Auto Service World
Feature   May 1, 2001   by CARS Magazine

Analyzing Your Business Correctly

Can Earn You Thousands Of Dollars More Per Year!

Too many shop owners spend all their time working “in” their business and not “on” the business. There really is a difference. One method is well known as “working hard”, and the other method is known as “working smart”.

Each month a good operator will sit in his/her office and really analyze their business. This time spent will “make the shop money” if the information is prepared in a fashion so the owner/manager can compare the operation to targets set to maximize the profits of the shop.

The question that many people are asking these days is what should I be measuring in order to ensure I am maximizing productivity and profits of my shop.

The following is a list of items for consideration to be measured each and every month. Keep in mind that “if you can’t measure it, you can’t manage it”. Get focused, measure your business properly so you can make competent management decisions to move forward and achieve what you want to achieve.

1. Labour Rates

Maintenance rate and the diagnostic rate. What multiple are you achieving between the amount paid hourly to the technician and the rate charged to the customer/client?

2. Effective Labour Rate

What are you really achieving in your labour rate after it is measured against the shops potential?

3. Number Of Invoices

Written each month. Are you controlling your volume or are you missing potential revenue?

4. Average Labour Hours Per Invoice

Are you measuring productivity or just sales?

5. Average Sales And Gross Profit Per Invoice

What are you really making on that average sale in your shop? Is it growing or shrinking?

6. Average Labour Produced Per Technician

Are your people above or below average, and are they improving as their knowledge increases?

7. Daily Operating Expense Of The Shop

What does it cost to turn that key in the morning? Are you giving more thought to the “common sense” expenses of the shop?

8. Current Ratio

Is the business getting more “liquid”? Can the bills be paid when due?

9. Age of the Receivables

How long is it taking to collect the average receivable from the customer/client? Is progress being made to eliminate receivables? What is the true profitability of each account?

10. Age of Payables

Are we paying all bills when due and taking advantage of discounts offered for prompt payment?

11. Labour-to-Wage Ratio

Helps measure the effectiveness of management’s ability to “make the shop productive”

12. Gross Profit By Revenue Category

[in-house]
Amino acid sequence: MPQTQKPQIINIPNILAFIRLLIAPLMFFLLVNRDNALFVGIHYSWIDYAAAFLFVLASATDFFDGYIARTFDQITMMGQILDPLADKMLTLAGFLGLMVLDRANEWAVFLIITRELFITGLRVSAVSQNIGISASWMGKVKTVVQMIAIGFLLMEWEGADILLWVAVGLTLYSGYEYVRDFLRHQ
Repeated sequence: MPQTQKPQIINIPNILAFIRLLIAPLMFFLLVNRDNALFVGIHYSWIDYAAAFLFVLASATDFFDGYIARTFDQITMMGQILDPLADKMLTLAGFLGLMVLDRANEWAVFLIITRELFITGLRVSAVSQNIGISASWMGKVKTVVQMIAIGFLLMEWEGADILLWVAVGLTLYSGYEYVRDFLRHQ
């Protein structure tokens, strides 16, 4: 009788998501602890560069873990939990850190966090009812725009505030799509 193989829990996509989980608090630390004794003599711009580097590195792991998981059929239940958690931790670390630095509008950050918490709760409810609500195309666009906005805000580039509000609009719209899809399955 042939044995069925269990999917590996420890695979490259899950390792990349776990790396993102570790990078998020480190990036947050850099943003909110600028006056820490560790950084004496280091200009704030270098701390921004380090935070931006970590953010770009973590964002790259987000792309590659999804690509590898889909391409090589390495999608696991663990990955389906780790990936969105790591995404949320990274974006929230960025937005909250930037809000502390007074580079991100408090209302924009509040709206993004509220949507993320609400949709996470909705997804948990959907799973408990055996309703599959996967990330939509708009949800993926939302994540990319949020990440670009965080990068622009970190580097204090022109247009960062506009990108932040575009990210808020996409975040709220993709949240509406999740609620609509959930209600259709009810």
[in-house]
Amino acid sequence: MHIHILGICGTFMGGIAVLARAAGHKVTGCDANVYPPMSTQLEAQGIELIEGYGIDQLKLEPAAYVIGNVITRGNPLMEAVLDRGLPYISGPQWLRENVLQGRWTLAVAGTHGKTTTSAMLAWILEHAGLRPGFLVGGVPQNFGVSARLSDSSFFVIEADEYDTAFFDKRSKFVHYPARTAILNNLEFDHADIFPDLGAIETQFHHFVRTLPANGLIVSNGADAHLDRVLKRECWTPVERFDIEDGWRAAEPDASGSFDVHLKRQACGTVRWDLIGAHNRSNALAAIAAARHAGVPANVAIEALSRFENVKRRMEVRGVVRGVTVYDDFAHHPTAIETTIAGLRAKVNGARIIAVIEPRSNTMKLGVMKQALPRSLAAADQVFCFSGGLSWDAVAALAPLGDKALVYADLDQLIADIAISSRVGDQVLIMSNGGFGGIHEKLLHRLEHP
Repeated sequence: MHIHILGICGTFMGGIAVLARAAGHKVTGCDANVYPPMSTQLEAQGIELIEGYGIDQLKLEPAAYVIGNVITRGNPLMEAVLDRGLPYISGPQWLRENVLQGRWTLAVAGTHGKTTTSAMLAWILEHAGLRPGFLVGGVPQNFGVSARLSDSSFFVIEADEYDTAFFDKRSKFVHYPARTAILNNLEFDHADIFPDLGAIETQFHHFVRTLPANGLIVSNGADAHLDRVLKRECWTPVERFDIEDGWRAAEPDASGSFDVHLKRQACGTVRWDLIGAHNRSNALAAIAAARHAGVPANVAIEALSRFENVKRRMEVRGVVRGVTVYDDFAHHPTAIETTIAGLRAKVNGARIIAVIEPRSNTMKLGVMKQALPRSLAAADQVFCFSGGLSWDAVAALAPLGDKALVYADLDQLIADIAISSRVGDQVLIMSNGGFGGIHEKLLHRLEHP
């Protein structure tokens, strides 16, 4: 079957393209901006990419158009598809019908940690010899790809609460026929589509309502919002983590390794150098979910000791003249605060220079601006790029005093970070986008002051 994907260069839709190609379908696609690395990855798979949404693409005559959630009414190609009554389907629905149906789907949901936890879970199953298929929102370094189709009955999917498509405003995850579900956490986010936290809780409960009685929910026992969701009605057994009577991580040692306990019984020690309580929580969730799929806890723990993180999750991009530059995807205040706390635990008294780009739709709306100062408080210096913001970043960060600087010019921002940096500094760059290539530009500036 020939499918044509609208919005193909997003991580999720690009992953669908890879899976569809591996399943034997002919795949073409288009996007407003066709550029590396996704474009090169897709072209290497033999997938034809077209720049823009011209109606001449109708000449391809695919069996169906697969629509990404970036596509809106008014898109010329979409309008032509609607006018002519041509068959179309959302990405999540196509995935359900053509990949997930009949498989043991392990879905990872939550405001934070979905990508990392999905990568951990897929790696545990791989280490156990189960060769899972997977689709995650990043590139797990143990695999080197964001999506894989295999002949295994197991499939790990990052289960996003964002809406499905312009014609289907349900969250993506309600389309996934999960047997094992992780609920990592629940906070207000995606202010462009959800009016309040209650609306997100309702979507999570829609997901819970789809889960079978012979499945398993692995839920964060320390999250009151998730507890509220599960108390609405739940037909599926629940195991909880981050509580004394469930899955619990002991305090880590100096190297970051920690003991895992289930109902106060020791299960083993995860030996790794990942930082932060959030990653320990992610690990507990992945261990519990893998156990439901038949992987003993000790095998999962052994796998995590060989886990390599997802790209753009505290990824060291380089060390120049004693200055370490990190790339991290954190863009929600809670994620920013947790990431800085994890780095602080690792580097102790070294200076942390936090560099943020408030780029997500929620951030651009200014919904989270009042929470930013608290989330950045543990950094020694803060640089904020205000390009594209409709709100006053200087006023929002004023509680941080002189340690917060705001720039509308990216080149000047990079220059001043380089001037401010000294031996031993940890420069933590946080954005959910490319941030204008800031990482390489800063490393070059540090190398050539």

What is the contribution to our business of each revenue category. Are we focusing on the important issues that drive “net profit”?

13. The Shops Sales Mix

What is the breakdown which, when analyzed properly, can tell what type of customer/client base is in the shop? Can competent management decisions on the type of staff, equipment and training can be made?

14. Inventory Turnover

Is the shop carrying the right level of inventory in each category, or are we under or over stocked?

15. Shop Efficiency

This seems to be the most mis-understood term in the industry and yet “inefficiency” is the biggest cost per hour in running a shop. Is the shop meeting the right percentage for the customer/client it is serving?

These are a number (but not all) of important measurements to be examined, and measured, in a shop each month. Math does not lie; it is a very precise science. By following the trend in your business, one can start to maximize profitability, enhance business relationships, and really move their shop to the next level; the level that is required to ensure you do not buy yourself a job and allow you to enjoy a career.

Make the time to learn Business Management techniques and get focused on your future. One of the biggest factors in success today of any automotive shop is the courage to understand something. Instead of taking 1 week for fishing or 10 days for hunting, invest in a couple of days of training. Enroll in a class and really start the process of understanding your business. Industry specific management courses are available, but you must take the initiative and participate to take advantage of the future profit opportunity that is here, and getting stronger. The next 10 to 15 years in the independent sector of the automotive aftermarket industry are going to be far more profitable than the last 20 BUT only for a select few. Have you bought yourself a job, or are you enjoying a career?